However, some technical workers have used online resources to further develop skills in their field of expertise with the expectation of returning to work.

Read more: Giving it away for free – why the performing arts risks making the same mistake newspapers did

Losing hope
While numerous respondents described productive ways of working or taking a break during the restrictions, many also felt hopeless. Participants said they were worried about their skills “becoming rusty” or being “past (their) prime”. They oscillated between feeling hopeless and resigned to the devastating impact of the pandemic.

Feeling powerless to control what was happening in their lives and communities contributed to poor mental health. One respondent, who worked as a teacher, performer and music producer said:

These feelings have become more pronounced since the second lockdown … feeling a strong disconnection from community (creative or otherwise) … I feel despair over the state of the arts sector and how this will impact the rest of society.

Living with uncertainty and loss of hope, arts workers are waiting to see what happens next. A visual artist wrote:

I expect to see the damage in the next year as some things return to normal, while other parts of life will be damaged forever.

Read more: Artists shouldn’t have to endlessly demonstrate their value. Coalition leaders used to know it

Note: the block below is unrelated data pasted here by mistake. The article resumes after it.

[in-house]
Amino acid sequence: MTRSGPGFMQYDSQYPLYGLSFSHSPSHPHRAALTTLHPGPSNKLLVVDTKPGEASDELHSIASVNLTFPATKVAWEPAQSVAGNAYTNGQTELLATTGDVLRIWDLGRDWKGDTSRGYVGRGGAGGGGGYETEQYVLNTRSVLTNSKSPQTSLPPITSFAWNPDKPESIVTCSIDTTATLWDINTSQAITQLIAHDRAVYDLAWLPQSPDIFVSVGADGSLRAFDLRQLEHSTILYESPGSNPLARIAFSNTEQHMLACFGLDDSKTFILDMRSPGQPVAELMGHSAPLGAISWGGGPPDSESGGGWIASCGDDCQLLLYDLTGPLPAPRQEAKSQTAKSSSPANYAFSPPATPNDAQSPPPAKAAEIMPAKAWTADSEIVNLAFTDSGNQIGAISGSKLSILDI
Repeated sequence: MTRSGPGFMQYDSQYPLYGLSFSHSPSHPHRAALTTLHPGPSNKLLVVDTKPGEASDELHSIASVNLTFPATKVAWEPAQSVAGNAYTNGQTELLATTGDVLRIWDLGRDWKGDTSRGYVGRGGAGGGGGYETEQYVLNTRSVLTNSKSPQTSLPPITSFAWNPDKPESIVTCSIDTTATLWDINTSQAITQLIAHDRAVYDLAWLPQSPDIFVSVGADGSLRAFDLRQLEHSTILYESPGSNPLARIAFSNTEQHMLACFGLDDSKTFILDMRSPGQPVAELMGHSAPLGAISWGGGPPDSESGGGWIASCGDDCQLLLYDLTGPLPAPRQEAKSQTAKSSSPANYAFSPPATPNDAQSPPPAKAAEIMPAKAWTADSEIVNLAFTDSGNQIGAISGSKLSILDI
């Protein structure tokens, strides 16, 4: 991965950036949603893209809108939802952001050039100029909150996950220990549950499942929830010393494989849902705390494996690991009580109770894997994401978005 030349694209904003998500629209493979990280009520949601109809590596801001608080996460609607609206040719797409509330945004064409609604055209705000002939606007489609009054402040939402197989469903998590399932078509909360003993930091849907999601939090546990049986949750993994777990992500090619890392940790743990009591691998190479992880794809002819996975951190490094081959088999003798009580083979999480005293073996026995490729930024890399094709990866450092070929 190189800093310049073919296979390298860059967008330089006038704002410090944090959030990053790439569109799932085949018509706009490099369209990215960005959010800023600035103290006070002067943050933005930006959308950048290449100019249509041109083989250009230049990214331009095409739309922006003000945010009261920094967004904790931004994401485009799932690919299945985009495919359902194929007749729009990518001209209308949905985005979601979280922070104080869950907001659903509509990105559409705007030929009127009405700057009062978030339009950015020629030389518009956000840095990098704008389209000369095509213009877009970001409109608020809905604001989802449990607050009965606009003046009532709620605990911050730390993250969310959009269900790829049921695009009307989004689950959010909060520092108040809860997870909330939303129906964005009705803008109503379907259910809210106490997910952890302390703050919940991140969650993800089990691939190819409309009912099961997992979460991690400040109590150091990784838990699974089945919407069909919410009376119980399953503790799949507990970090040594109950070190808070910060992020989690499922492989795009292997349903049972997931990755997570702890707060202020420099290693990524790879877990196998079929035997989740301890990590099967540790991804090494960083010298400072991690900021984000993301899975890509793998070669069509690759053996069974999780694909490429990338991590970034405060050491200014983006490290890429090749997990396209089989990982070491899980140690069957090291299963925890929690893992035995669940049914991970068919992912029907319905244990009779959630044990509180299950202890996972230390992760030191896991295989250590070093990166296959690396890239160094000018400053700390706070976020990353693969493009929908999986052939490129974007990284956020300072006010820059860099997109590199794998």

Towards recovery
Repairing the already suffering arts industry is an opportunity to boost the creative and economic “health” of the sector, but also the mental health of those who work in it.

Analysis of the sector prior to the pandemic shows there is not one solution. With promises of confusing or inappropriate government funding packages and schemes, many respondents found it difficult to see a way out.

Read more: Too little, too late, too confusing? The funding criteria for the arts COVID package is a mess

A global crisis such as COVID-19 prompts a re-think of the place of the arts. Indeed, the arts could help in recovery and support creative ways of coming together as a society after crisis.

‘We have a battle ahead. We need to make sure we take everyone along on this path.’ Reach out for help if needed.

The survey is still open to respondents and will close on 26 October. We hope it will be the first stage in a larger project to capture the experiences of arts and creative sector workers beyond Victoria.

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‘Parts of life will be damaged forever’ — arts workers describe the pandemic’s impact on their mental health
Jacinthe Flore, Vice-Chancellor’s Postdoctoral Research Fellow, Social and Global Studies Centre, RMIT University; Averyl Gaylor, PhD Candidate in History and Manager, Centre for Health, Law and Society at La Trobe Law School, La Trobe University, and Natalie Hendry, Vice Chancellor’s Postdoctoral Research Fellow in Media and Communication, RMIT University

This article is republished from The Conversation under a Creative Commons license. Read the original article.

Image: Felix Mooneeram / Unsplash